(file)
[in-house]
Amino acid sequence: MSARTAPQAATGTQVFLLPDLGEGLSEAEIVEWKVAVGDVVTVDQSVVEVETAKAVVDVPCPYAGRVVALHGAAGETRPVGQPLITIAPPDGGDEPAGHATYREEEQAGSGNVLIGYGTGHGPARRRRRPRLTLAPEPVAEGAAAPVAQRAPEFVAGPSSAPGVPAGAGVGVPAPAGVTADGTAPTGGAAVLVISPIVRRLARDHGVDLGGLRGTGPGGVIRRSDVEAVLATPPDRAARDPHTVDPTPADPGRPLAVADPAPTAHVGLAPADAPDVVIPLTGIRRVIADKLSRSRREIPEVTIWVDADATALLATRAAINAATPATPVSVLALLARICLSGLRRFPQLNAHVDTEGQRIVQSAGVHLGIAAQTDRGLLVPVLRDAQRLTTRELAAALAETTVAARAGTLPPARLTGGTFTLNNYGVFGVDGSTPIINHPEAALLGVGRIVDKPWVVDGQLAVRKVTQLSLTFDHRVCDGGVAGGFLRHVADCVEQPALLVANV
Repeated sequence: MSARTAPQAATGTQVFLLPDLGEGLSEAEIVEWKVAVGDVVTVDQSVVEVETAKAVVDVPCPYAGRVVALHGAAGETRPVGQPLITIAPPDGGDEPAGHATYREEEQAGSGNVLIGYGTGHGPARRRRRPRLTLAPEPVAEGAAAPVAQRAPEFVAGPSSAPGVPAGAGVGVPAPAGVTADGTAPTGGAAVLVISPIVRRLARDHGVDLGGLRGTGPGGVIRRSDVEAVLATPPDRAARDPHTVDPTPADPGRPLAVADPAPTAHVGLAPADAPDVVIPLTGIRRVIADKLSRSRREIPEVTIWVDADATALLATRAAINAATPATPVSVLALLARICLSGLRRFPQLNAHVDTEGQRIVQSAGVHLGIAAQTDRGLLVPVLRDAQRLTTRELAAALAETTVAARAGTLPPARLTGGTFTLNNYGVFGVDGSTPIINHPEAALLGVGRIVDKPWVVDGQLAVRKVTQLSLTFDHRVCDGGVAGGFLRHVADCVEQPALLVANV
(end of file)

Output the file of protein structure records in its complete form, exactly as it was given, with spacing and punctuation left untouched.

[in-house]
Amino acid sequence: MSARTAPQAATGTQVFLLPDLGEGLSEAEIVEWKVAVGDVVTVDQSVVEVETAKAVVDVPCPYAGRVVALHGAAGETRPVGQPLITIAPPDGGDEPAGHATYREEEQAGSGNVLIGYGTGHGPARRRRRPRLTLAPEPVAEGAAAPVAQRAPEFVAGPSSAPGVPAGAGVGVPAPAGVTADGTAPTGGAAVLVISPIVRRLARDHGVDLGGLRGTGPGGVIRRSDVEAVLATPPDRAARDPHTVDPTPADPGRPLAVADPAPTAHVGLAPADAPDVVIPLTGIRRVIADKLSRSRREIPEVTIWVDADATALLATRAAINAATPATPVSVLALLARICLSGLRRFPQLNAHVDTEGQRIVQSAGVHLGIAAQTDRGLLVPVLRDAQRLTTRELAAALAETTVAARAGTLPPARLTGGTFTLNNYGVFGVDGSTPIINHPEAALLGVGRIVDKPWVVDGQLAVRKVTQLSLTFDHRVCDGGVAGGFLRHVADCVEQPALLVANV
Repeated sequence: MSARTAPQAATGTQVFLLPDLGEGLSEAEIVEWKVAVGDVVTVDQSVVEVETAKAVVDVPCPYAGRVVALHGAAGETRPVGQPLITIAPPDGGDEPAGHATYREEEQAGSGNVLIGYGTGHGPARRRRRPRLTLAPEPVAEGAAAPVAQRAPEFVAGPSSAPGVPAGAGVGVPAPAGVTADGTAPTGGAAVLVISPIVRRLARDHGVDLGGLRGTGPGGVIRRSDVEAVLATPPDRAARDPHTVDPTPADPGRPLAVADPAPTAHVGLAPADAPDVVIPLTGIRRVIADKLSRSRREIPEVTIWVDADATALLATRAAINAATPATPVSVLALLARICLSGLRRFPQLNAHVDTEGQRIVQSAGVHLGIAAQTDRGLLVPVLRDAQRLTTRELAAALAETTVAARAGTLPPARLTGGTFTLNNYGVFGVDGSTPIINHPEAALLGVGRIVDKPWVVDGQLAVRKVTQLSLTFDHRVCDGGVAGGFLRHVADCVEQPALLVANV